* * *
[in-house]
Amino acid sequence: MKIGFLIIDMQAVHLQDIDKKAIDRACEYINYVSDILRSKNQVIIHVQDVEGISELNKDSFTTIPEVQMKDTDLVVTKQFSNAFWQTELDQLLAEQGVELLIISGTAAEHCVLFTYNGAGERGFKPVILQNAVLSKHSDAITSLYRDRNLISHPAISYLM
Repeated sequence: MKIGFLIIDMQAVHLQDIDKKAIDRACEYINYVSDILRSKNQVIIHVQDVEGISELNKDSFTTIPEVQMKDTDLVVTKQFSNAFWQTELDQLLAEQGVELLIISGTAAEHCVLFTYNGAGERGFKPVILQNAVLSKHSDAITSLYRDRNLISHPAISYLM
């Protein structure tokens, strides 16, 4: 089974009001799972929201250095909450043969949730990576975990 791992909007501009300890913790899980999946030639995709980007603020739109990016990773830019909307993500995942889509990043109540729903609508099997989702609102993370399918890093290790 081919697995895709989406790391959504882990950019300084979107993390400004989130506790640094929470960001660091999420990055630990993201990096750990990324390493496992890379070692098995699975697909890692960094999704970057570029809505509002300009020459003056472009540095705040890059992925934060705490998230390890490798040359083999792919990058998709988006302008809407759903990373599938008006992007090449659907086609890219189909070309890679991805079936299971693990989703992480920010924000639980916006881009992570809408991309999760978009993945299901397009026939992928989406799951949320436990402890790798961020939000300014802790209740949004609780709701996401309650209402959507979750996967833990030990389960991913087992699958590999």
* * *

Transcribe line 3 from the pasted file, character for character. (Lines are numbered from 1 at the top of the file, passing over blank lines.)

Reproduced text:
Repeated sequence: MKIGFLIIDMQAVHLQDIDKKAIDRACEYINYVSDILRSKNQVIIHVQDVEGISELNKDSFTTIPEVQMKDTDLVVTKQFSNAFWQTELDQLLAEQGVELLIISGTAAEHCVLFTYNGAGERGFKPVILQNAVLSKHSDAITSLYRDRNLISHPAISYLM